Working smarter, not harder: the business plan

When I quit my last job to start Me_tail I quickly established that I wasn’t going to survive working on my own for an indefinite period of time either financially or mentally without setting clear goals and milestones. It is a lonely life starting something on your own and the change for me from a very busy job of constant crisis, project and people management to zero emails a day was extremely difficult. I had got addicted to work stimulus, which is not surprising as looking back on my year my team had delivered 75 projects.

So the first thing I did was to set myself the major goal for writing a business plan and minor goals for doing all the business setup admin, like incorporation, bank accounts, web domains etc. I gave myself a strict two weeks to write the first draft incorporating all the research I had gathered along the way and new research I would need to gather to fill holes as they appeared. My aim was then to distill that plan into a one page executive summary I could then take out and show to people to test the validity of the ideas and hone my thinking.

One of my favourite phrases is ‘work expands to fill the time’ and certainly that is very true of a business plan. You can take as long as you like to write one, but the key is to focus on key goals, milestones, deliverables and how they are to be achieved. Even if the business plan never gets read it will serve as a stake in the ground against which you can refer to from time to time to check your thought processes and the quality of your planning and thinking. This is why I like it and think it is crucial, even though many if not most businesses today are started without one. It also serves to ensure that you back up all your hypotheses with facts and figures, so that when you do get those questions from potential investors you have a response.

Make your life easier by finding a template on the world wide web from the gazillion business plans out there. Search for a few and then use the best one to match your business. No point trying to reinvent the wheel unless your business is perhaps creative design led. Better still, also try to get hold of a plan from someone who successfully did get funded. Network your way to one. People will generally be happy to oblige. I myself started from a template. Thereafter the plan went through 30 revisions to get to the one signed off by the board earlier this year.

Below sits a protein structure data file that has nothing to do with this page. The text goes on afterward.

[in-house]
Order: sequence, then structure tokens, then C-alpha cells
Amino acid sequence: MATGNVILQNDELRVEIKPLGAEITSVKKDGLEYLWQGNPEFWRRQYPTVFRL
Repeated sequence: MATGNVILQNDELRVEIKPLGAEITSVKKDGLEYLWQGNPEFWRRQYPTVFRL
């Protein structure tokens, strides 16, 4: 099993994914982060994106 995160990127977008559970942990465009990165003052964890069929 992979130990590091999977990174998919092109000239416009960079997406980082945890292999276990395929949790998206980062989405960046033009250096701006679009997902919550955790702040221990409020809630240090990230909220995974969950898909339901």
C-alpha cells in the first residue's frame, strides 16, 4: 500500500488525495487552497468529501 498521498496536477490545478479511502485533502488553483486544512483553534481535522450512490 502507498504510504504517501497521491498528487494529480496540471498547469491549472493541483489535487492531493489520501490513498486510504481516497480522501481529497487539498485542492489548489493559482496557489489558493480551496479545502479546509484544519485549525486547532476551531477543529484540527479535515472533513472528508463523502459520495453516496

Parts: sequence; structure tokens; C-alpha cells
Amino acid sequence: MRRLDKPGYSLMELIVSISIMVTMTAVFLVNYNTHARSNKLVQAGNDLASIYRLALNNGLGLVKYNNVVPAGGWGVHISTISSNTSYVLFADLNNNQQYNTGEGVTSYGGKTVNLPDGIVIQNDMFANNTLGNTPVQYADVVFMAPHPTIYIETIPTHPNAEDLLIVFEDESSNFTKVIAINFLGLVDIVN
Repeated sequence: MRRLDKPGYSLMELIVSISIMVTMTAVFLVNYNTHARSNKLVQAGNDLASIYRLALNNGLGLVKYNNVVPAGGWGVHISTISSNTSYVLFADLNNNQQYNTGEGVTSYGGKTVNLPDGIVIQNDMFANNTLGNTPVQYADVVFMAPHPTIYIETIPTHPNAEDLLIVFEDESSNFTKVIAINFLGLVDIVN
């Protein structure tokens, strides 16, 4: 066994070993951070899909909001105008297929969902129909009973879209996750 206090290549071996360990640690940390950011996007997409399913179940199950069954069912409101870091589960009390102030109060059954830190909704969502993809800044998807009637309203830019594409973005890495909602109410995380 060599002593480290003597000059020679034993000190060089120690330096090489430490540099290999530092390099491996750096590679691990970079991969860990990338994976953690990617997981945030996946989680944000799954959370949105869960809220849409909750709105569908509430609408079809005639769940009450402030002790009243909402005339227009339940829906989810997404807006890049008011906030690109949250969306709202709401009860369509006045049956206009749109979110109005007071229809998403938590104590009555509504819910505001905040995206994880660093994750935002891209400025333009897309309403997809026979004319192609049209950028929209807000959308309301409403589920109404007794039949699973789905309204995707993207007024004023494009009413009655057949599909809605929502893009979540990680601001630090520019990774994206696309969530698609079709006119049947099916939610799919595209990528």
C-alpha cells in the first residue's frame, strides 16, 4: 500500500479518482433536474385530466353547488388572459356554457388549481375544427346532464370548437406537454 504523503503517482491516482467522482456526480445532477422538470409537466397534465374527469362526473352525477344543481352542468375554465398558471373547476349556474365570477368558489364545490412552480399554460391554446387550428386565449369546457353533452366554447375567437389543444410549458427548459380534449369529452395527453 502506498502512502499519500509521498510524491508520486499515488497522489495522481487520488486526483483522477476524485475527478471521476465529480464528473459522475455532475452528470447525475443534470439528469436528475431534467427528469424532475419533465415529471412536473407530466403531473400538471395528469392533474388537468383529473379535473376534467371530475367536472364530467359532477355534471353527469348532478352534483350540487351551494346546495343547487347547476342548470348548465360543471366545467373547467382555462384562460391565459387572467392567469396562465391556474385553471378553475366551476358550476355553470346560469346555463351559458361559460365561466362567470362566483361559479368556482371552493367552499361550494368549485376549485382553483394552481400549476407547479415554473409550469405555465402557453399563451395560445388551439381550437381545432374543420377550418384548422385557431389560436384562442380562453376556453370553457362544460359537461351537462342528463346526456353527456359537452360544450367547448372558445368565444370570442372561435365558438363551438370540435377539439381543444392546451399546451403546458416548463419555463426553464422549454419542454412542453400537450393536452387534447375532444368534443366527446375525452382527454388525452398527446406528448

Also, when you start writing your business plan, start thinking about timelines and milestones and breaking tasks into bite-size chunks. What do you need to do to get initial funding, customers and revenue. You should think of this as what you need to PROVE to investors and customers rather than a case of my idea and company is great, so ‘Show me the money’.

Aaron Patzer, the founder of delivered the perfect startup strategy from start to exit based on this principle of delivering to measurable milestones and achieved a $170m exit within in 3 years. Now for 99.999% of startups this is not going to happen, but the lessons here should be heeded by all internet tech startups. Raise the right level of money to deliver a prototype that will prove the concept. Then raise the next level of money that will help you prove revenue, at which point you raise money to scale the business. It is as straightforward as this:

One of the things I quickly learned was that there was a lot I didn’t know despite having worked in several startups. There were three ways to solve this, either scrabble around in the dark on Google, hope that the problem would go away over time or find someone who might know. Categorically, finding credible advice is the fastest and best solution in every case. You don’t have time to be an expert in everything, especially if you want to achieve your milestones and deliverables that are going to veer towards the latest of the latest version of your ‘conservative’ estimates. Therefore if you want expert advice to minimise mistakes and execute the plan get expert advice. I experienced to my pleasant surprise that most of the time you can get it for the price of a coffee, with the added benefits of reducing the loneliness of the entrepreneur, adding emails to that empty inbox and adding a new stimulus addiction….

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